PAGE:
The nesting trays 24 and 26 typically include interior, centrally located handles 36 and 38, respectively which enable the trays to be carried, lifted, and transported. The trays 24 and 26 also include interior walls that divide the trays 24 or 26 into sections to enable the sorting of items.
The tub or main container 20 includes a peripheral rim 40 which supports the trays 24 and 26 as well as the cover 22. The main container or tub 20 further includes a front side 42, a first lateral side 44, a second lateral side 46, a back side or rear side 48 and a bottom side 49 with depending support pads, e.g. 68, 70, 72. Among the features of the invention which are considered important is the construction of the telescoping handle alone and in combination with the wheel construction which is used to support the tool carrier of the invention thereby enabling the carrier to easily carry additional weight and to be a larger item.
Specifically referring to FIG. 7, the telescoping handle is incorporated in a vertical, rectangular cross section open ended passageway 50 that is integrally molded along the midline, vertical axis of the rear or back side 48 of the container or tub 20. A first wheel 52, and a second wheel 54 are positioned respectively on opposite sides of the molded passageway 50. The wheels 52 and 54 are each supported on a separate axle 56 and 58 journaled in brackets 60 and 62, 64, and 66 respectively molded into the back side or rear side 48 of the tub 20. The brackets 60 and 62 for the axle 56 thus are spaced one from the other to support wheel 52.
The wheels 52 and 54 have a peripheral outside surface or tread which is generally positioned above the bottom 49 of the nesting container by a slight dimension. This is depicted in FIG. 5 for example. Thus, when the container is in position to serve as a work bench, stool, or the like, support pads 68, 70 and 72 on the bottom 49 of the tub 20 support the tub 20 in a stable manner. The number and position of the pads 68, 70, 72 is subject to the discretion of the maker of the container. When the container is tilted on the wheels 52, 54 at the edge between the rear side 48 and the bottom 49 of the container 20, the wheels 52 and 54 will engage with the floor or support surface, raising the carrier so that the carrier or container may be moved.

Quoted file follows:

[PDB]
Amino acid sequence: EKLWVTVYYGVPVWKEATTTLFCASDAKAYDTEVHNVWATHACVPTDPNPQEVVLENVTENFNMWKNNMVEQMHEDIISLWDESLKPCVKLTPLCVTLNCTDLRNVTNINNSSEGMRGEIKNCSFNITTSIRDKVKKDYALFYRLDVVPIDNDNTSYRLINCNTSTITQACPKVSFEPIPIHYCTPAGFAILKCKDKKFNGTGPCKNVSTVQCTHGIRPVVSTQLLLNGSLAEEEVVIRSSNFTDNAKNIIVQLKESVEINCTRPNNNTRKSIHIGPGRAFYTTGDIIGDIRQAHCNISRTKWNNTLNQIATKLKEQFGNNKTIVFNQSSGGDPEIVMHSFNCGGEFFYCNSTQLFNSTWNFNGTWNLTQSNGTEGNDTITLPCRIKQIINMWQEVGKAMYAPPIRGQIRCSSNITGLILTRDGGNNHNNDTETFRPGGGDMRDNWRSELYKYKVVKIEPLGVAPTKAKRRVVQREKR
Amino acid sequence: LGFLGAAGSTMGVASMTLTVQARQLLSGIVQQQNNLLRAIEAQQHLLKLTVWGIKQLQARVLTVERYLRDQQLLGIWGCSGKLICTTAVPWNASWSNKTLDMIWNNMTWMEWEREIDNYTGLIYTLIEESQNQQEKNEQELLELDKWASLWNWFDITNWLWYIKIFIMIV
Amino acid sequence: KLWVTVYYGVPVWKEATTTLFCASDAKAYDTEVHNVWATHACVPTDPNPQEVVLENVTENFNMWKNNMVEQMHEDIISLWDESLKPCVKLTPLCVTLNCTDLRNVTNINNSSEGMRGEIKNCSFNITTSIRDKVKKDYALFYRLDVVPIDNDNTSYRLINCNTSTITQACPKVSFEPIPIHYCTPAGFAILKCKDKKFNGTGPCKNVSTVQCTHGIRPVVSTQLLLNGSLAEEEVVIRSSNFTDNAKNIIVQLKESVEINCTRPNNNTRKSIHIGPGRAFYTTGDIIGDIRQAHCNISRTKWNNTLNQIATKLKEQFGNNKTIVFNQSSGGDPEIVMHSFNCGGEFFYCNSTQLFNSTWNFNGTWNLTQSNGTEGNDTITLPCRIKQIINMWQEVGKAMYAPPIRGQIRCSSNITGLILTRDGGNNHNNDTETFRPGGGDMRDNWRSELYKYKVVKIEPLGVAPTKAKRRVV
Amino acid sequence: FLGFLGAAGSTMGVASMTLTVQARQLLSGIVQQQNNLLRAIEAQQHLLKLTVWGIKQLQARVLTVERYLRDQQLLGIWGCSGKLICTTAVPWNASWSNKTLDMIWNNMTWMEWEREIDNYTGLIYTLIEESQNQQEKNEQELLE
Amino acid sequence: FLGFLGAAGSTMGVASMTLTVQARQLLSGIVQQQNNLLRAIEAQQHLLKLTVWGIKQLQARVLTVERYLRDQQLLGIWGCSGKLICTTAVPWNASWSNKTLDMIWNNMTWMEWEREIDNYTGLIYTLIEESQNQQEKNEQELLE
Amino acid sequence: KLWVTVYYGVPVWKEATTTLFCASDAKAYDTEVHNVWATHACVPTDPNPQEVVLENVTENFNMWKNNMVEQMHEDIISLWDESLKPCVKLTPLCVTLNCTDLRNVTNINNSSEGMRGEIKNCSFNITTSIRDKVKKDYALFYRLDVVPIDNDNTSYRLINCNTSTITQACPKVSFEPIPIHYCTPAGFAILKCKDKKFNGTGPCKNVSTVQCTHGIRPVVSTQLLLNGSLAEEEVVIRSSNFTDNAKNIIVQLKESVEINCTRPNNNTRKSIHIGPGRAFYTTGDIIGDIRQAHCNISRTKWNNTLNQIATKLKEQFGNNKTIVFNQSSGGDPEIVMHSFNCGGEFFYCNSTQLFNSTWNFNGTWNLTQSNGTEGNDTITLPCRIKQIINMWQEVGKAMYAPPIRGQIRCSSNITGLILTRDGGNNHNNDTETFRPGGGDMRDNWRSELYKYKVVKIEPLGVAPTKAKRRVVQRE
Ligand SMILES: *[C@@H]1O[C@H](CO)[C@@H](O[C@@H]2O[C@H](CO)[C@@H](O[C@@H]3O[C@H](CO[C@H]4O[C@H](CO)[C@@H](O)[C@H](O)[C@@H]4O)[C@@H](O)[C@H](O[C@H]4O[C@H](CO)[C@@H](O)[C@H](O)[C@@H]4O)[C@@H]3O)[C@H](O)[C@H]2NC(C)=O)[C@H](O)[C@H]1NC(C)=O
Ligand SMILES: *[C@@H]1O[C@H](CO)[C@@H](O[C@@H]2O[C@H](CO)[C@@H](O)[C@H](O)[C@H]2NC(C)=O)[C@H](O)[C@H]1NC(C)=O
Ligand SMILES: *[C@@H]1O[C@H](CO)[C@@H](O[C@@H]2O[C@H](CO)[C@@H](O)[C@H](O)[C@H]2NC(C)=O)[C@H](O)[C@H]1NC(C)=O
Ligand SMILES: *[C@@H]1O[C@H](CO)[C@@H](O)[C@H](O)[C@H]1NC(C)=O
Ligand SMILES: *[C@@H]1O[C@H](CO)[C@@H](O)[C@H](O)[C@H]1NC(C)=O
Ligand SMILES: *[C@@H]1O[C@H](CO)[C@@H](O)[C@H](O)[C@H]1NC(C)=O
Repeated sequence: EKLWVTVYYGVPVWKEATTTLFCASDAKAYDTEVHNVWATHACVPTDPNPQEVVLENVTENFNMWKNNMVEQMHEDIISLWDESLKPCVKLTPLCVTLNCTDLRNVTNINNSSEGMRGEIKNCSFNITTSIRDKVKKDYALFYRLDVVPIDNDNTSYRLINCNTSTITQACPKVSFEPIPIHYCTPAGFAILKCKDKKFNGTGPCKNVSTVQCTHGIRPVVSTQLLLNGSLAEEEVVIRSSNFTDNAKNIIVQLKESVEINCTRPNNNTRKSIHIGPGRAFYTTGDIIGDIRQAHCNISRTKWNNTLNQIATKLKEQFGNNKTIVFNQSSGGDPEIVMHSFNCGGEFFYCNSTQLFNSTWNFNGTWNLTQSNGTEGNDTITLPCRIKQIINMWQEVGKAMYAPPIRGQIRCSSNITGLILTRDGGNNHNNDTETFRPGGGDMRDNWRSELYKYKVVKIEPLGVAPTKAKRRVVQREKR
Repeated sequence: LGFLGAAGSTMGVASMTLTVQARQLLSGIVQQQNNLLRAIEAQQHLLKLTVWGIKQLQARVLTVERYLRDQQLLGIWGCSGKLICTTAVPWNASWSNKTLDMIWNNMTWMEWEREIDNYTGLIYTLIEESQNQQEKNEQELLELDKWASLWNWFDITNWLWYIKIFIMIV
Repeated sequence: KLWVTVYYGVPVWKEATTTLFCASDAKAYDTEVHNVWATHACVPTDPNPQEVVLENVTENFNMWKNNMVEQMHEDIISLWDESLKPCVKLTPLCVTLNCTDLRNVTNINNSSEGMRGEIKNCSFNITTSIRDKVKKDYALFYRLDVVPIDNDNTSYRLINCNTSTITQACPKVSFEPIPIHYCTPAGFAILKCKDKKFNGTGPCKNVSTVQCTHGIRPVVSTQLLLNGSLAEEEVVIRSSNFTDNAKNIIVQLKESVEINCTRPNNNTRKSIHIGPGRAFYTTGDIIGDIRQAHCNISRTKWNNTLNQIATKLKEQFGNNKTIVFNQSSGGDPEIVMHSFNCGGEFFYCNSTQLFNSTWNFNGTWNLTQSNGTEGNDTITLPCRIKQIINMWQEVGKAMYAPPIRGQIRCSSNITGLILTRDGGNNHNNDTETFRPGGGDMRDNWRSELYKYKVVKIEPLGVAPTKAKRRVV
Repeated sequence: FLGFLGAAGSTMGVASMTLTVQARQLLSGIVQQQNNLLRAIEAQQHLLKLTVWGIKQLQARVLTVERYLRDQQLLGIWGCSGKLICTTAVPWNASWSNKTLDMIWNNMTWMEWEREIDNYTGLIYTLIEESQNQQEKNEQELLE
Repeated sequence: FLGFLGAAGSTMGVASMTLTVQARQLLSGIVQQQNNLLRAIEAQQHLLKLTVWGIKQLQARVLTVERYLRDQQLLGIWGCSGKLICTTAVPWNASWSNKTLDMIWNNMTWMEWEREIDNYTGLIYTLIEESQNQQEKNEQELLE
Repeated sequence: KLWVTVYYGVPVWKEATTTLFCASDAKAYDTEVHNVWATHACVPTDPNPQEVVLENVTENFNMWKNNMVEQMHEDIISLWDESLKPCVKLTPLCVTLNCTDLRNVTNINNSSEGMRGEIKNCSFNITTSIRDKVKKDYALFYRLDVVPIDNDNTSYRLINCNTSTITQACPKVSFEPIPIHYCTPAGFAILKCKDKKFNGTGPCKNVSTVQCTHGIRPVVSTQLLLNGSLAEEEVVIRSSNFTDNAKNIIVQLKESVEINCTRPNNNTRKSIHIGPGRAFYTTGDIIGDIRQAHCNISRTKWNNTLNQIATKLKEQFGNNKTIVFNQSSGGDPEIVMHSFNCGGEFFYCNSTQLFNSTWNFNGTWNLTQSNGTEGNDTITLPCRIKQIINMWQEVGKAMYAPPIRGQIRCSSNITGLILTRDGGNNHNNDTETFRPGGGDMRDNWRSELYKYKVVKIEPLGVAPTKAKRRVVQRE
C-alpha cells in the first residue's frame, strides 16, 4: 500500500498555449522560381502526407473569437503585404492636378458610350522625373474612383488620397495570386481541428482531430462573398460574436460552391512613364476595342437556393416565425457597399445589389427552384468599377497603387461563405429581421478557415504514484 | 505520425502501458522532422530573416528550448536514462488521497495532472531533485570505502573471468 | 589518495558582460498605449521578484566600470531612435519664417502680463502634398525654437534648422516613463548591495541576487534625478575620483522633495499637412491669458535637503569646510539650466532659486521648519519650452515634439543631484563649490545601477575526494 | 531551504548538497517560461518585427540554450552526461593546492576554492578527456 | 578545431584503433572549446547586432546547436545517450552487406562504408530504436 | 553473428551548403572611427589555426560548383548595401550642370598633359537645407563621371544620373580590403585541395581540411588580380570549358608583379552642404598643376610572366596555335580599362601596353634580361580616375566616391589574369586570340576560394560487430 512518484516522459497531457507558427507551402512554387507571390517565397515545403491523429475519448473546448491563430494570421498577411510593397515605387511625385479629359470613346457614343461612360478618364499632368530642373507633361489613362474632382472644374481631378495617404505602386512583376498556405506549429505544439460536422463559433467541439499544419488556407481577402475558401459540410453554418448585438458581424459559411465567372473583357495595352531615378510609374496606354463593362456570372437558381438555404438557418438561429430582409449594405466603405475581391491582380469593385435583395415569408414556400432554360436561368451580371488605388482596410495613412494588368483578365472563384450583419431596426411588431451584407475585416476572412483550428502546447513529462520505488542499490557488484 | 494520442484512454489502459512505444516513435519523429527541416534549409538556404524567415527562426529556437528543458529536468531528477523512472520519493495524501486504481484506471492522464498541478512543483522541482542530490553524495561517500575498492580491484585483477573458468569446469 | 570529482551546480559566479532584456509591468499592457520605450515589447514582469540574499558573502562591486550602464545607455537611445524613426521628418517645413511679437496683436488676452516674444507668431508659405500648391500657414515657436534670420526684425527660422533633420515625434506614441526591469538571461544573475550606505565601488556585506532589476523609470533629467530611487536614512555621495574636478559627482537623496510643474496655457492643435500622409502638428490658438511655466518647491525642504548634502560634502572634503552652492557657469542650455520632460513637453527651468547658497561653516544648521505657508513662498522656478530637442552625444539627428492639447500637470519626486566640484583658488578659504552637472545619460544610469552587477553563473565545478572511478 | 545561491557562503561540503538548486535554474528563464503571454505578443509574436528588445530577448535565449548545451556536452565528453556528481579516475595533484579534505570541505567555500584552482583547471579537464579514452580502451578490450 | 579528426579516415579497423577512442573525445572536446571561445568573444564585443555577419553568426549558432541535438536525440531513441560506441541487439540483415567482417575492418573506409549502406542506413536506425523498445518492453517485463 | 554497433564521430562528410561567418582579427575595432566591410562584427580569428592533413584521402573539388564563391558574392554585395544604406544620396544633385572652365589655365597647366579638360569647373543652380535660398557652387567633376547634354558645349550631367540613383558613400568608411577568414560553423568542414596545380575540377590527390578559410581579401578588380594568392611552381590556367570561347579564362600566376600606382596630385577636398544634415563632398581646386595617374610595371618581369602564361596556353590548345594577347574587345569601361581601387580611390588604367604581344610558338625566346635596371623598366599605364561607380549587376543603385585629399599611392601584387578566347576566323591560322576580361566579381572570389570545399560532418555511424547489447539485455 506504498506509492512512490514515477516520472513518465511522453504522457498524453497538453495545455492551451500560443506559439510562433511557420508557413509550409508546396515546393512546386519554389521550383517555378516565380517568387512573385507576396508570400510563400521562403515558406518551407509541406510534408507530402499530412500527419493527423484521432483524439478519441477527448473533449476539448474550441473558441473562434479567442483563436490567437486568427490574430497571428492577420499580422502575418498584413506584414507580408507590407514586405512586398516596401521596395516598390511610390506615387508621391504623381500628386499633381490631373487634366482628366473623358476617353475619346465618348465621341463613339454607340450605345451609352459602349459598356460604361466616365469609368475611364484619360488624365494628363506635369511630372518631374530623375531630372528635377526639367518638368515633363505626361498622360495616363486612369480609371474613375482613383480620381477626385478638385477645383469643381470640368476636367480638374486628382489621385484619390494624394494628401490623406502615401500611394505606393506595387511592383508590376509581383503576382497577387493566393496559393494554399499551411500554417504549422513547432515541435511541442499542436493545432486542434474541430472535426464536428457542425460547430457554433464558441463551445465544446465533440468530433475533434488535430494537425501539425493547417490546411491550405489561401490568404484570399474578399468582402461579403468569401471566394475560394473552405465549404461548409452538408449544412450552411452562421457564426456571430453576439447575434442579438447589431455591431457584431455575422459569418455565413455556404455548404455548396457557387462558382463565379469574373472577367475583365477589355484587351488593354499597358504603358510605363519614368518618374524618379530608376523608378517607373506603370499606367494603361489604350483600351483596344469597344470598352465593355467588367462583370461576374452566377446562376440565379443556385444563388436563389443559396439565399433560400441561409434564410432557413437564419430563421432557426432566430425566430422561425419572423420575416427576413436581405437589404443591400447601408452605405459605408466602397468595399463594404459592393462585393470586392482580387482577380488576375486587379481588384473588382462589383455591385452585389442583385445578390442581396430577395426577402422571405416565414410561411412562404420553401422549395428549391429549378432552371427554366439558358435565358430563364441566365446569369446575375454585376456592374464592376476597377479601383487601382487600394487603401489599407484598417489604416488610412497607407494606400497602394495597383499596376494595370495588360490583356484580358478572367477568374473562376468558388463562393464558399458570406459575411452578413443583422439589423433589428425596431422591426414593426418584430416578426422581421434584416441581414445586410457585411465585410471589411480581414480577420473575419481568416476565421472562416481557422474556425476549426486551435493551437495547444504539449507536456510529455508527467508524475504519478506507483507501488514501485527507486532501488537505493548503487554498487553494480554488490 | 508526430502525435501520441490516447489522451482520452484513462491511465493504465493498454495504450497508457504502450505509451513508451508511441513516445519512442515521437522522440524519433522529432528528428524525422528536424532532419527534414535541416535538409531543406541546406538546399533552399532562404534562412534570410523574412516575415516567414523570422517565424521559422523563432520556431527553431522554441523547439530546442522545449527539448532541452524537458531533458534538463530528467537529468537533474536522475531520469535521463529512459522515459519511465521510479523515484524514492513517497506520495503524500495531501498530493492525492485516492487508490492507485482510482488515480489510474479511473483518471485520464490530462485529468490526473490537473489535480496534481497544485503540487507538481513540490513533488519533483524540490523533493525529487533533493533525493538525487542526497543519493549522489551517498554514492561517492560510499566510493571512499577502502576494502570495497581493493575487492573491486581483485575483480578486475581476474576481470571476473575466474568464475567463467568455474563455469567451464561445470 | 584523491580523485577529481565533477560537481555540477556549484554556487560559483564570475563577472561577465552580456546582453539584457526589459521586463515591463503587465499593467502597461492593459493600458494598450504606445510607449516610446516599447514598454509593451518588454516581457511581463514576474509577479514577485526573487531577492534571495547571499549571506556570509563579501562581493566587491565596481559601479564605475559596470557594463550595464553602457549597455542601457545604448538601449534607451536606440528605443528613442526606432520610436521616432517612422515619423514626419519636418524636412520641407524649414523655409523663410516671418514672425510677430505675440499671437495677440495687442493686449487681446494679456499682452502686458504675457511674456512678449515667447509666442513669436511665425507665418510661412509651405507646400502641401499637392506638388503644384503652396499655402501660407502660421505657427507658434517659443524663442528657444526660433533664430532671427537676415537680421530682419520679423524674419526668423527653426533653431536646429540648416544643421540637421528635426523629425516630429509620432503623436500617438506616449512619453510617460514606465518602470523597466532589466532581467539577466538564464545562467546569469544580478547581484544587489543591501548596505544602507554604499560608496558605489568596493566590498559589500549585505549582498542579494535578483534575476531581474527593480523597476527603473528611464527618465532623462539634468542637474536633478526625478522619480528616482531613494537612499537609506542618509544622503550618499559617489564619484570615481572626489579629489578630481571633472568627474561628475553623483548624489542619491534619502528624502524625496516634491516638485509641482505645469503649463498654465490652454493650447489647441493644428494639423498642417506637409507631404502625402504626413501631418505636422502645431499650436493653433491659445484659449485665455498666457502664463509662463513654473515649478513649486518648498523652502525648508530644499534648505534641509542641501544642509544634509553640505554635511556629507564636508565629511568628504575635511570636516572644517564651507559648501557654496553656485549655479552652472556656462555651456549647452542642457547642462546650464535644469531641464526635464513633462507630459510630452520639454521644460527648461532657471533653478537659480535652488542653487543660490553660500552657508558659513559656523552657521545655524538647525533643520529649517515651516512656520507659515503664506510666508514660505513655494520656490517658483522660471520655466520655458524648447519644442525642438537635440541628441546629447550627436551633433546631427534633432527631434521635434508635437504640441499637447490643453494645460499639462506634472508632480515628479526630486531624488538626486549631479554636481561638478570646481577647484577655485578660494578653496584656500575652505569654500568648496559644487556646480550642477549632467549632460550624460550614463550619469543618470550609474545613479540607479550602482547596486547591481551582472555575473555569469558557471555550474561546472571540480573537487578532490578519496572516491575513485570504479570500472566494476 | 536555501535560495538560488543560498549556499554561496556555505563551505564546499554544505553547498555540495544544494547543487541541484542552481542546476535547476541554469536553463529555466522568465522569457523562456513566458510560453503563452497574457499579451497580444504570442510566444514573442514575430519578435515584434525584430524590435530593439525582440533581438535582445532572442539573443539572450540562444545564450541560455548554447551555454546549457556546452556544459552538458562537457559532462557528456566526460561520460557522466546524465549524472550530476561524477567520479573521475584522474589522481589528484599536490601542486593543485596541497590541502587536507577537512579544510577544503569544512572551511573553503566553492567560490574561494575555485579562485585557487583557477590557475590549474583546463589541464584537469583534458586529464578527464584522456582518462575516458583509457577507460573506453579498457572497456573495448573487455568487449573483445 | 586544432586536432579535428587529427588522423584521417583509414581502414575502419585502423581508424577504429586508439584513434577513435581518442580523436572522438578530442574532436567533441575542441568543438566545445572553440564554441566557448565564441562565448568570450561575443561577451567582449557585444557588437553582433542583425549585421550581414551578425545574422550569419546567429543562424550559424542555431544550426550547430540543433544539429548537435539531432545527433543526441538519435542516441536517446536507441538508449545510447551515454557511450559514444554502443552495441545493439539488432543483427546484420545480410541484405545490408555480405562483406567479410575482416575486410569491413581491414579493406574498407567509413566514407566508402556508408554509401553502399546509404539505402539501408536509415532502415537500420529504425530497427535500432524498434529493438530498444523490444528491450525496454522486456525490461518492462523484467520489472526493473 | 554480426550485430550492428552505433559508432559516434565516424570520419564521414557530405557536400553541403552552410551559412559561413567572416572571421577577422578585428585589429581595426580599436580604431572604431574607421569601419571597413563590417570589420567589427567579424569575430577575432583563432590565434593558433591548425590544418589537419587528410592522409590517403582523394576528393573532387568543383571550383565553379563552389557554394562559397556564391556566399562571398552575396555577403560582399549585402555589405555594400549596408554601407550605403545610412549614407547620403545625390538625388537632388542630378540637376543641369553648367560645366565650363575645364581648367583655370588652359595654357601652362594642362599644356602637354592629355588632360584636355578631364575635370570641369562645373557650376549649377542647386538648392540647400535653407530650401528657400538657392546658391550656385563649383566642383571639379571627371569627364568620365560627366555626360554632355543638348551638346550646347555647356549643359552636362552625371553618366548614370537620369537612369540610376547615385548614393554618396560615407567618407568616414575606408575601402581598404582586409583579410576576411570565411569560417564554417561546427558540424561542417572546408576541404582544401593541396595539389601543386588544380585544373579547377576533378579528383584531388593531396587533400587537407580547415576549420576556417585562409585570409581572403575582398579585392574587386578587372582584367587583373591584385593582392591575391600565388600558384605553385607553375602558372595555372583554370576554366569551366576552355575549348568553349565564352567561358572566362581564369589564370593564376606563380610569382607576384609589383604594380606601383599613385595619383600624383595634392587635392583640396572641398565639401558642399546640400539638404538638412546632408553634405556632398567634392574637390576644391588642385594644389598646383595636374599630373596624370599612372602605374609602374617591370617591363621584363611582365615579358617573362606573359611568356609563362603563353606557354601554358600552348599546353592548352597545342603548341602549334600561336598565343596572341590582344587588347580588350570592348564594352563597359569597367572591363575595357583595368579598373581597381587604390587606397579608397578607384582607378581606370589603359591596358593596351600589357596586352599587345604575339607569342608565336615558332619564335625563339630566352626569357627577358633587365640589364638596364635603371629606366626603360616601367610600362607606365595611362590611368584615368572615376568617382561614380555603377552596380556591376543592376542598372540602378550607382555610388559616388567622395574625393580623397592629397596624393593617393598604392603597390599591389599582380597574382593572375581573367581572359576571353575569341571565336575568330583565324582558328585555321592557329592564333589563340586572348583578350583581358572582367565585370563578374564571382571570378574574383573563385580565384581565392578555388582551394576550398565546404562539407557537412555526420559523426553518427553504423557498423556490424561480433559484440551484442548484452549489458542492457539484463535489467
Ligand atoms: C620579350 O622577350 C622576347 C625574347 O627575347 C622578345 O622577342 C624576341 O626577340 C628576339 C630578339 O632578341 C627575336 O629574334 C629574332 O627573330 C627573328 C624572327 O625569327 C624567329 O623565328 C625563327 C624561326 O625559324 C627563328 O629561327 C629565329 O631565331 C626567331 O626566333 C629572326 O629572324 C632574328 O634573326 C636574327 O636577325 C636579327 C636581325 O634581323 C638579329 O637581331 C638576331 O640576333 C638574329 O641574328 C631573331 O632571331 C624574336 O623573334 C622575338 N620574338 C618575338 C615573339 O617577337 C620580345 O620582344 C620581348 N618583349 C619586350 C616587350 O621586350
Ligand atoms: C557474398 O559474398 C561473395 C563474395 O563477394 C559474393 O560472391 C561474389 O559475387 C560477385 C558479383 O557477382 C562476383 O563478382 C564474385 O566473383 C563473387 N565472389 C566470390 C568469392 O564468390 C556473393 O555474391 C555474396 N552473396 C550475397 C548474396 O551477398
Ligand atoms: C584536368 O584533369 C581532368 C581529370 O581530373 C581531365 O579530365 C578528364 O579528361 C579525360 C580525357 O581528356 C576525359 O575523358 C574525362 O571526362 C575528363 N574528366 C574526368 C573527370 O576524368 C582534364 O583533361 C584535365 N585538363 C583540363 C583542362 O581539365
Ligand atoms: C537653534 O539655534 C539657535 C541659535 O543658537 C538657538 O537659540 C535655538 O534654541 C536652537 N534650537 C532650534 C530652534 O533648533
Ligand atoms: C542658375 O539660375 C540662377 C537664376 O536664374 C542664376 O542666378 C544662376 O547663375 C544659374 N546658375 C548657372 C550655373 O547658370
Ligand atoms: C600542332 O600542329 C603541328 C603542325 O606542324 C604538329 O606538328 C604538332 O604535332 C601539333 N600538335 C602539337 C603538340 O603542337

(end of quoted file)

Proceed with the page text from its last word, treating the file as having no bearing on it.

The wheels 52 and 54 are widely spaced on opposite sides of the passageway 20 to enhance the stability of the carrier. Thus wheel 52 is positioned close to the lateral side wall 44 and wheel 54 is positioned closed to lateral side wall 46.
The wheels 52, 54 are also positioned in a manner which, as depicted in FIG. 6, aligns the axles 56 and 58 horizontally with the peripheral edge of the top of the tub 20. The wheels 52 and 54 thus fit into recesses 74 and 76 formed in the back side 48 and bottom side 49 of the tub or container 20. This further facilitates the stability of the tub or container 20 and enables movement from the position depicted in FIG. 4 by way of example to a tilted position.